With the release date of the iPad nearing, and a dozen different e-ink-based e-book readers exploding onto the market, the e-book device field is more confused than ever. Are pretty color tablets going to spell the end of black-and-white e-ink readers?

Not likely, says Priya Ganapati on Wired’s “Gadget Lab” blog. Ganapati notes that e-ink readers and tablets will likely serve different segments of the market with different needs and tastes.

Less-expensive e-ink readers will be more suited to reading books, and will attract a somewhat older demographic, says Ganapati. More-expensive tablets will be used by younger readers, and their color screens are better suited to newspapers, magazines, web, and multimedia. It is possible that publishers may end up supporting two different lines of digital media in the future, much as they support hardcover and paperback print media today.

And speaking of all those readers and tablets, there are quite a number of them, aren’t there? With so many different devices to choose from, some devices are resorting to secondary features to differentiate themselves from the rest—some of them rather odd.

Devin Coldewey at TechCrunch has a piece looking at all the different secondary features, including secondary screens, color screens, touchscreens, special form factors, and Android and/or apps in general.

He finds secondary screens too distracting to be worthwhile, color screens promising when some of the new display technology comes in, touchscreens enough of a necessity that most e-book readers either already have them or will soon, special form factors somewhat unnecessary or wasteful depending on the device, and Android and apps potentially reasonable, again depending on the device.

And as for the Kindle-clone devices without differentiating features at all, Coldewey says, expect them to disappear as newer devices draw attention away from the Kindle form factor. But like Gapati, Coldewey expects tablets and e-readers to co-exist for some time.


  1. “Are pretty color tablets going to spell the end of black-and-white e-ink readers? Not likely, says Priya Ganapati.”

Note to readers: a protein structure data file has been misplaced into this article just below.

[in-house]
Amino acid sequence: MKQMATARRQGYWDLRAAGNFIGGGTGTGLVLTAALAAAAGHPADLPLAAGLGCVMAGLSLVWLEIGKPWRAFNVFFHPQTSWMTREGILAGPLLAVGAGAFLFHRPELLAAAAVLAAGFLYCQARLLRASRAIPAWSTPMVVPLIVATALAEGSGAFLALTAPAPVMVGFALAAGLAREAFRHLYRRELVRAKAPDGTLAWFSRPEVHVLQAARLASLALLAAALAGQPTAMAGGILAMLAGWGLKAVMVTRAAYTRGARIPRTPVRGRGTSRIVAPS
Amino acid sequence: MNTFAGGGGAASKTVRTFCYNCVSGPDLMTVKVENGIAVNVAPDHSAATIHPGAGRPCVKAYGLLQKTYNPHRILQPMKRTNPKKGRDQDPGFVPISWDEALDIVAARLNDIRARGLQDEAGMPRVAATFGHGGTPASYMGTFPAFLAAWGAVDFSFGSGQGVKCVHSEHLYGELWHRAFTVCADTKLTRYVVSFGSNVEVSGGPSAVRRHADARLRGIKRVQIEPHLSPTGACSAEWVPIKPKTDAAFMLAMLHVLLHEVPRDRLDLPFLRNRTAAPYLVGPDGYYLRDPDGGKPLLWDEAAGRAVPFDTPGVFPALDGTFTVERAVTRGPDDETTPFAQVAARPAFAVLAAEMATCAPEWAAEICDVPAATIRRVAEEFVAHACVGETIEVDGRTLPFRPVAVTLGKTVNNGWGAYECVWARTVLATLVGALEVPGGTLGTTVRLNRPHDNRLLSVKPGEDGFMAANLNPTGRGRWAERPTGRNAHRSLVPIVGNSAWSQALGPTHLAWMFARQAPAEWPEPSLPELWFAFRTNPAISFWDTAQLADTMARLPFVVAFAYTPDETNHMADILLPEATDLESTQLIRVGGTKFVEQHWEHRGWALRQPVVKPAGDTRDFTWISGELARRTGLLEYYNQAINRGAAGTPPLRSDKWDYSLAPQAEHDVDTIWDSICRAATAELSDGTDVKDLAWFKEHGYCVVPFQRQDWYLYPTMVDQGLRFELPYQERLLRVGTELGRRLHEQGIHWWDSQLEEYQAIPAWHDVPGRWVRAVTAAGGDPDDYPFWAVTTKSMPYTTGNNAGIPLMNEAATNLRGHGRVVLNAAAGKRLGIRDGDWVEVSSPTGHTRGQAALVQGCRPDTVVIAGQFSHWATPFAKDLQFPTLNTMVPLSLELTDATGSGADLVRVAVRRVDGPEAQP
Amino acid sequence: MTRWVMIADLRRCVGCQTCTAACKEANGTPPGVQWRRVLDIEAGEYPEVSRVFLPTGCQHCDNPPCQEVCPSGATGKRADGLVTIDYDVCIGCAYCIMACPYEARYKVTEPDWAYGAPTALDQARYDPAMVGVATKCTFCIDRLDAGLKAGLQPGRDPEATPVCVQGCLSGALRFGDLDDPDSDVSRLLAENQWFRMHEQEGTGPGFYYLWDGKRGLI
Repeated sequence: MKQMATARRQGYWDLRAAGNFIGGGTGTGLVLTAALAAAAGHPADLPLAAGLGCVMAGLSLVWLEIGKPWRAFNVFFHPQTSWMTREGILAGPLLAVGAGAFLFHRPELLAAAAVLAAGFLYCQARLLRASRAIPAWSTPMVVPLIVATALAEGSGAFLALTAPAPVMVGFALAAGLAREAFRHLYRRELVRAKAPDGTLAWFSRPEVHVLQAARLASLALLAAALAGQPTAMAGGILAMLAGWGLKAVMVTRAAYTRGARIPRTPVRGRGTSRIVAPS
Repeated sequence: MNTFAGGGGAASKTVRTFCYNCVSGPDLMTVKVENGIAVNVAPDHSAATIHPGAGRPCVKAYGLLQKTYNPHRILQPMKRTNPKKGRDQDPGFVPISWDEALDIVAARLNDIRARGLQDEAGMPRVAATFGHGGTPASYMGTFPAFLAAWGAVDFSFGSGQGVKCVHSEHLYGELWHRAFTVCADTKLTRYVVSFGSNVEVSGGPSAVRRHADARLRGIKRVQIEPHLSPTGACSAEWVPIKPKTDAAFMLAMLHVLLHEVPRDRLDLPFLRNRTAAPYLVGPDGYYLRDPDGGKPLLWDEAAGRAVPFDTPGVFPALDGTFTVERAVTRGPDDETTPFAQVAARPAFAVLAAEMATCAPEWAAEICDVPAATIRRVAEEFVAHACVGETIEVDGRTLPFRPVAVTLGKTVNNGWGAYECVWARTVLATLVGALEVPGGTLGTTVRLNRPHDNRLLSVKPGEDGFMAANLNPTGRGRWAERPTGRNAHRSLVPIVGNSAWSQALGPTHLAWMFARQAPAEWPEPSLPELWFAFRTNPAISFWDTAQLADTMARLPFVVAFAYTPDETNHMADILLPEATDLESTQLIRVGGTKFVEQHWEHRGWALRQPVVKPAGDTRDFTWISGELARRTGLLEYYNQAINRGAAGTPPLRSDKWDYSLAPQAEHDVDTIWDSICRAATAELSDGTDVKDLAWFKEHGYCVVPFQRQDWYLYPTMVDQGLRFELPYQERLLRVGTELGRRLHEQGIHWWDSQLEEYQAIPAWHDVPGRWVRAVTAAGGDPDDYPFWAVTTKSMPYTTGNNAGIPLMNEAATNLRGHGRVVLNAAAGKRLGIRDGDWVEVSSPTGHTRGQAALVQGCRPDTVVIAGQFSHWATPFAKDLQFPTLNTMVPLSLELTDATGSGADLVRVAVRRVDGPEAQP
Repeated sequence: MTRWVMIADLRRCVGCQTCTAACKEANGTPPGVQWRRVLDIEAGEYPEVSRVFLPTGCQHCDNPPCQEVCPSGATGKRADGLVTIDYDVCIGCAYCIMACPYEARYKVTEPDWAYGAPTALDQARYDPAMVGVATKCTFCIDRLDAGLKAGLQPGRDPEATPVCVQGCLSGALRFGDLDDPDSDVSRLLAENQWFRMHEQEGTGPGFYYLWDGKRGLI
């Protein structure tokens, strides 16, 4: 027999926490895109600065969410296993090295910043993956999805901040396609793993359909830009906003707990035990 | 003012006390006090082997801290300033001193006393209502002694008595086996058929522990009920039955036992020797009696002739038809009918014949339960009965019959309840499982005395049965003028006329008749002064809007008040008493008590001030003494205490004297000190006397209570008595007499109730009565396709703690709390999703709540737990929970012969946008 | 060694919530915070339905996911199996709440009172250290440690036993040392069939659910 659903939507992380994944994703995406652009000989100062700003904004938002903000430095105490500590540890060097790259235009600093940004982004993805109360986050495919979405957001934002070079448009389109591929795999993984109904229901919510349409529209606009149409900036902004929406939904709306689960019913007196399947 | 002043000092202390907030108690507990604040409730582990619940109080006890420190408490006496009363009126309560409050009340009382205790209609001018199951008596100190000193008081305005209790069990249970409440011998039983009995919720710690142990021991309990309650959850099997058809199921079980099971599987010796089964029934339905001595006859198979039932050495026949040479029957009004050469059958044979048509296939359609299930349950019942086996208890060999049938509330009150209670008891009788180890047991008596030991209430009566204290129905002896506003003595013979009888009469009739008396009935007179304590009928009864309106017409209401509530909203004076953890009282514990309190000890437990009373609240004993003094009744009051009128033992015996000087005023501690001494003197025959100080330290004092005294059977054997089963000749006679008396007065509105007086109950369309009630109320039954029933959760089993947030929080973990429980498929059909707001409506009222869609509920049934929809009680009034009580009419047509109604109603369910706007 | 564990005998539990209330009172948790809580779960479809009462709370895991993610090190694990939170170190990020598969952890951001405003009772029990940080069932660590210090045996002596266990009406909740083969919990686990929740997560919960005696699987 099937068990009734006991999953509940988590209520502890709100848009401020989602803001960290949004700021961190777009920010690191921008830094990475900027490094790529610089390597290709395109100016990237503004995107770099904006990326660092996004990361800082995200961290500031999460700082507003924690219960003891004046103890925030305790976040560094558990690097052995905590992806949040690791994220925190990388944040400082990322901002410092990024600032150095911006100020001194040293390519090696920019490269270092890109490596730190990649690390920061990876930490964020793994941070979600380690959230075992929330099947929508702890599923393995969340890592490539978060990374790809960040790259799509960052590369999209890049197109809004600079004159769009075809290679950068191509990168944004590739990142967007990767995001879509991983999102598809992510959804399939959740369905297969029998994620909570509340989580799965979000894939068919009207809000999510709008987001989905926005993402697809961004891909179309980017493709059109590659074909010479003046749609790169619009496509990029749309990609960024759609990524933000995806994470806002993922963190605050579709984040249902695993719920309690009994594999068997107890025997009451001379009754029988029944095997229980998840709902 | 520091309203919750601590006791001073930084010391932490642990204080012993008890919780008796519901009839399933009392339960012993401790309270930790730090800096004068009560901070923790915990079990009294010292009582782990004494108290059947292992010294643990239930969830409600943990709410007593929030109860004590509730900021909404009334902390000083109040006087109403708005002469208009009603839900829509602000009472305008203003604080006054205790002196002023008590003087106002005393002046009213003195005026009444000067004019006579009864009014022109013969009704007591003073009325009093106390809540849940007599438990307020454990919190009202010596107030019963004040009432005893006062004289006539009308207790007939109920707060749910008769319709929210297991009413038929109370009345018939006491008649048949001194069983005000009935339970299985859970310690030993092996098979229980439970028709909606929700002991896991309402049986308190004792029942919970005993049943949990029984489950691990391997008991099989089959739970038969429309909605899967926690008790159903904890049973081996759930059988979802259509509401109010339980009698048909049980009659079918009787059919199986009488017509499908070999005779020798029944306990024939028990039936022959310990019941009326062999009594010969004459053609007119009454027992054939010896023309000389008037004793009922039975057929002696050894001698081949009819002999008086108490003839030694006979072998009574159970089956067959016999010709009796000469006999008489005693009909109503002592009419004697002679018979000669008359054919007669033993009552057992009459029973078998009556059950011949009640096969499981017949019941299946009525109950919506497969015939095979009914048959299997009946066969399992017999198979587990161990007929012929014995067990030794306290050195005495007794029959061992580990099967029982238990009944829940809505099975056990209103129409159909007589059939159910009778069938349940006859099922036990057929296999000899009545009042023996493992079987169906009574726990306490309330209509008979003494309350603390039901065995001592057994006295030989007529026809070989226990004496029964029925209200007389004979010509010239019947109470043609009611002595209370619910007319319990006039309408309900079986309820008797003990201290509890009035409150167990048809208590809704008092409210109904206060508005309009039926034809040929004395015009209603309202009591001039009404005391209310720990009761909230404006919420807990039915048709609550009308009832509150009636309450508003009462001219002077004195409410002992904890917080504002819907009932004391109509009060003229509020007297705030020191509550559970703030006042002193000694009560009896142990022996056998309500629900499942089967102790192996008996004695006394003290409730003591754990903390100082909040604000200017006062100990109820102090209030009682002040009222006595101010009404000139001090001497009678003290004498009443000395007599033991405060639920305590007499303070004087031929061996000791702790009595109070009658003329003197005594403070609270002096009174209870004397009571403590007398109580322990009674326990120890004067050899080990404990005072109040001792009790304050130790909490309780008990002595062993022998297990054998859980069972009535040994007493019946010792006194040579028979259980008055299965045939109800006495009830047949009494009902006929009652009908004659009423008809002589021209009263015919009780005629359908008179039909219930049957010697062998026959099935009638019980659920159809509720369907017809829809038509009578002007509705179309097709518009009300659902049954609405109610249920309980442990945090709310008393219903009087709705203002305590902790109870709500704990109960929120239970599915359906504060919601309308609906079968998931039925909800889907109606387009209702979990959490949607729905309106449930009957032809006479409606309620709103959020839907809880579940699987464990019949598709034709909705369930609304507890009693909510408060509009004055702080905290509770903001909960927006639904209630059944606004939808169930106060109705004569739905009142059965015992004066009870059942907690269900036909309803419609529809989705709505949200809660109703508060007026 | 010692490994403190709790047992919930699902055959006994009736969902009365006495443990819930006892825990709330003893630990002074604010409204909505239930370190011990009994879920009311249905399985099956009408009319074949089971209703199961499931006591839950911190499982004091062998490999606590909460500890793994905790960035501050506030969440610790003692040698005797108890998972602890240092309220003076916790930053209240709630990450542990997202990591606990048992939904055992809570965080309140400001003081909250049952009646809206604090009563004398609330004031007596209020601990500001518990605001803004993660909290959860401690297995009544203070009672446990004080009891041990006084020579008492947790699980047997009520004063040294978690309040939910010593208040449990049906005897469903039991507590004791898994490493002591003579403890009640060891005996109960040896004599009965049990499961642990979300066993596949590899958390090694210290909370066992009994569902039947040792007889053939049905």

And I bet he has a black-and-white TV, too! Quite simply, color provides information. I couldn’t have passed Anatomy or Physiology with just a black-and-white text. The lack of color functionality is an unacceptable deficiency in the current generation of ebook readers and renders them non-players in the textbook market.

  2. @fradiavolo: So, you think everyone is using textbooks? Most of my reading is fiction which works just fine on the Kindle. Am I getting an iPad? Absolutely! And I can even foresee buying a few books on it but not those for sustained reading. Cookbooks, craft books, and textbooks are a natural for the iPad. Why are so many making this an either/or proposition? Can’t I have both? And why does it upset them that I will be happy with both devices?

  3. What does color have to offer fiction readers?
    Pretty covers?
    Color-coded dialog?
    At what *price*?
    If the differential were minimal, maybe. But at 100% price differential B&W will endure for a while, especially for fiction reading.
    As long as color is only available via backlit LCD screens there will be room for B&W eink.
    This debate is seriously old and last seen in the PalmPilot vs PocketPC war of the y2k era. B&W Palms outlasted pretty much all other Palms because, given equivalent functionality, the cheaper price of the B&W model was a better *value*.
    In the tech arena there is a tendency to do a lot of specsheet engineering (and marketting), assuming that more features will *always* result in a better value, regardless of the added cost of those features. This persists, even though history has conclusively shown it not to be so.
    Will color screens displaace B&W eink from the market?
    Starting with the day color displays offer the exact same battery life, same resolution, same price, same form factor.